Movie Review: We Need to Talk About Kevin

Last week or so, my brother and I were discussing our shared Netflix queue. Next on our list was We Need to Talk About Kevin, a movie I added probably as long as two years ago. I probably read the description and found it interesting. But my brother thought it was a recent addition–after all, he heard about the film after a segment on an evening entertainment show called it the movie that “predicted” the Sandy Hook shooting.

That’s not entirely accurate. The similarities are obviously there, notable from the Netflix plot summary: “Eva’s relationship with her son, Kevin, has been difficult from the beginning. When the 15-year-old boy’s cruel streak erupts into violence, Eva wonders how much blame she deserves for his actions.” But the similarities aren’t so intense that they’re particularly eery, plus the story of an individual, possibly with mental illness, committing a mass act of violence isn’t new. Like I’ve said before, that’s one of the major tragedies of these things. They’re almost normal.

The film’s focus, though, is more on Eva than Kevin. From Kevin’s birth, he was a difficult child–though mostly only with Eva. His interactions with his father, Franklin, tend to be much more “normal” to the point that Franklin brushes off Eva’s concerns that something is wrong with Kevin, that he’s responsible for certain violent, cruel acts that take place over the course of his childhood and teenage years. I won’t spoil it, but some of the scenes, though they don’t actually depict violence or aren’t particularly graphic, are quite chilling in the way they build tension. And as we get to know Kevin throughout the film, we’re not surprised, though we are horrified.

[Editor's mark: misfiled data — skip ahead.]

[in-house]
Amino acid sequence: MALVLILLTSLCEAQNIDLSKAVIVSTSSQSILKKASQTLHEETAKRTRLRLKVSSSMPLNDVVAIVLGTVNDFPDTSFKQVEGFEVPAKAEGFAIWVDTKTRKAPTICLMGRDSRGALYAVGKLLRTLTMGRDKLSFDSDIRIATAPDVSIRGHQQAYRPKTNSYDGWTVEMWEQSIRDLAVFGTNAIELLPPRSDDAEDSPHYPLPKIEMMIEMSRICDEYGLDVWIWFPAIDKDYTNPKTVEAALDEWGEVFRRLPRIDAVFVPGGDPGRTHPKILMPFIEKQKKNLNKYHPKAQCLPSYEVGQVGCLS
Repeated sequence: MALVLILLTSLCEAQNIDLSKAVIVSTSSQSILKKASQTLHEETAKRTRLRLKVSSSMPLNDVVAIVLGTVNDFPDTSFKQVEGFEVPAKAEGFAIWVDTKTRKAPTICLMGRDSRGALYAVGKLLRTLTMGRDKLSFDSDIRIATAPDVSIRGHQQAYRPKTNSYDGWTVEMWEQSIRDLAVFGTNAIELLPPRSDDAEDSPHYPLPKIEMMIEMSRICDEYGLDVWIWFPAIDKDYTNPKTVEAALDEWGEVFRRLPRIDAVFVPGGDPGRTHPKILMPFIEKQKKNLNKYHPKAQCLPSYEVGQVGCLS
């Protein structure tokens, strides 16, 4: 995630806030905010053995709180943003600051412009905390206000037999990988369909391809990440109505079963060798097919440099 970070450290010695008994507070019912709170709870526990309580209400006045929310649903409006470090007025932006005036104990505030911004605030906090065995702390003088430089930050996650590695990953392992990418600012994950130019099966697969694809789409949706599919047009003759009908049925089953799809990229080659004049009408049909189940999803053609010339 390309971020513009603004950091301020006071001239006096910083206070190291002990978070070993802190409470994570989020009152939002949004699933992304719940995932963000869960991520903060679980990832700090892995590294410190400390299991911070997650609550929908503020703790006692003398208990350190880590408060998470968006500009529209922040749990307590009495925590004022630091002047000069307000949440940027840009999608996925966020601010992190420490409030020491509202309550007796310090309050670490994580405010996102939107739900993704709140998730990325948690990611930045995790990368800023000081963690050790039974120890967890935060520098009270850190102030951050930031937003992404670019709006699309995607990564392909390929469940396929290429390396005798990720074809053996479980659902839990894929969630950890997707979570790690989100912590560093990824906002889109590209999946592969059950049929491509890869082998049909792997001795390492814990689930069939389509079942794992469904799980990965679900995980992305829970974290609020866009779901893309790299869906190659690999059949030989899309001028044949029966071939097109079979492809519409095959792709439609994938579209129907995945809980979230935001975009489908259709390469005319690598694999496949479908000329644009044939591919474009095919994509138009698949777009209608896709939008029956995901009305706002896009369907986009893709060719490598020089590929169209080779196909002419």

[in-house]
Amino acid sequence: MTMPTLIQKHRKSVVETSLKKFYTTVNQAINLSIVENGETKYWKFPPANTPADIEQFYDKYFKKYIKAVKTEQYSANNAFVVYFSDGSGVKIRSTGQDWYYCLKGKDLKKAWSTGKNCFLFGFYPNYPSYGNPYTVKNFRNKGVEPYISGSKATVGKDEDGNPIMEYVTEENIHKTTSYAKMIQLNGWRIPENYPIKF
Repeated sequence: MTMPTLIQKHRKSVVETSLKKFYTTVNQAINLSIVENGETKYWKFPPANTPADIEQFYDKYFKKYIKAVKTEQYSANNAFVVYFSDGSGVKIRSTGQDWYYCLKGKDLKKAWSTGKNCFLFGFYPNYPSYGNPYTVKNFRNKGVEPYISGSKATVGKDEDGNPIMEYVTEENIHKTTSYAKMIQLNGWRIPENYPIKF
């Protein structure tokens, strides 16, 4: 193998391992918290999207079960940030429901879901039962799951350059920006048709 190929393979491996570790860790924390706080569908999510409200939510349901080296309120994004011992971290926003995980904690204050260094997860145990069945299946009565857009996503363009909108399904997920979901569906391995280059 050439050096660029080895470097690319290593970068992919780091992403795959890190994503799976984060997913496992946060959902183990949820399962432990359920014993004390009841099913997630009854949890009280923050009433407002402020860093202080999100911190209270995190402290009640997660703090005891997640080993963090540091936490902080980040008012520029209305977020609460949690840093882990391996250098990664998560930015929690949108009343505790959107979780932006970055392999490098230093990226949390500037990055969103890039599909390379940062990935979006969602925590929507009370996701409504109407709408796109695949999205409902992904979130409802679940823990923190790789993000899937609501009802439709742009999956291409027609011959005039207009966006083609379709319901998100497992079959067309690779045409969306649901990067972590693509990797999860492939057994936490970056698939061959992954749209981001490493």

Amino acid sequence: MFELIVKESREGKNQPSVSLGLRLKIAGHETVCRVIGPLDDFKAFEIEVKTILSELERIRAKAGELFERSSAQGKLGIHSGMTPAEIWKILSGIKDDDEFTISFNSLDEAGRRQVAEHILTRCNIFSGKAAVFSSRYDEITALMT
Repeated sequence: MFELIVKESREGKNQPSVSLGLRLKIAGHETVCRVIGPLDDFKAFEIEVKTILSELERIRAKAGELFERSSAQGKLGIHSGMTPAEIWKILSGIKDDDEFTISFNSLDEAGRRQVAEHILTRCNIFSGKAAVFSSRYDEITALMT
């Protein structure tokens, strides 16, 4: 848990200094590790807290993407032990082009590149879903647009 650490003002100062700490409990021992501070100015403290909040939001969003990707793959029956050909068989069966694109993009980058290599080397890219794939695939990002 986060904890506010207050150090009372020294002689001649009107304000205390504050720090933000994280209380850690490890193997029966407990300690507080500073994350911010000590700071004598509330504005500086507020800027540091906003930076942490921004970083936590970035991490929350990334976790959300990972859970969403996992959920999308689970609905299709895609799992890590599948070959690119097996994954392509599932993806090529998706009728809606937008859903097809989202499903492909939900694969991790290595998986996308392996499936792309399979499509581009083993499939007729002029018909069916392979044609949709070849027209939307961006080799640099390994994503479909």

The beginning is a little confusing, but you quickly figure out that the story is being told in flashbacks, starting with Eva and Franklin meeting all the way up to about two years after the shooting. It’s surprisingly effective storytelling, as we see Eva struggling with Kevin as a child juxtaposed with her struggling with the aftermath of his crimes, most notably reaction from the community, who blame her for Kevin–her house is doused with red paint, she’s harassed physically and verbally, etc.

Therefore, it manages to challenge the notion that a parent is to blame for his/her child’s actions, especially when one of Kevin’s surviving victims cheerfully approaches her in the street and makes nice yet sincere smalltalk with her, showing that he doesn’t blame her. Can Eva be blamed? Probably not, which has useful real-life applications. We see Eva make mistakes with Kevin, but we also see her trying really, really hard, to the point that by the time Kevin does start his violence–even in little things toward his younger sister–it’s pretty clear that Kevin is at fault. In fact, in many ways, Eva is one of his victims, too.

The cast is outstanding. First of all, the kids playing Kevin as a child at different ages are fantastic. But really, the whole movie hinges on Eva, played by Tilda Swinton, who is wonderful. John C. Reilly plays Franklin, and as much as I love him when he’s being ridiculous and as hilarious as I think he is, it’s refreshing to see him in a dramatic role again. It’s a role that’s very well-suited for him, too. For the most part, he’s a sweet, charming husband and father, but he’s wonderful in the serious scenes as things get darker, especially as–predictably–Kevin’s behavior causes tension in Eva and Franklin’s marriage.

We Need to Talk About Kevin is definitely an interesting drama, especially for somewhat unconventional storytelling and perspectives of children’s mental health, parenting, violence, and blame. I definitely recommend it.


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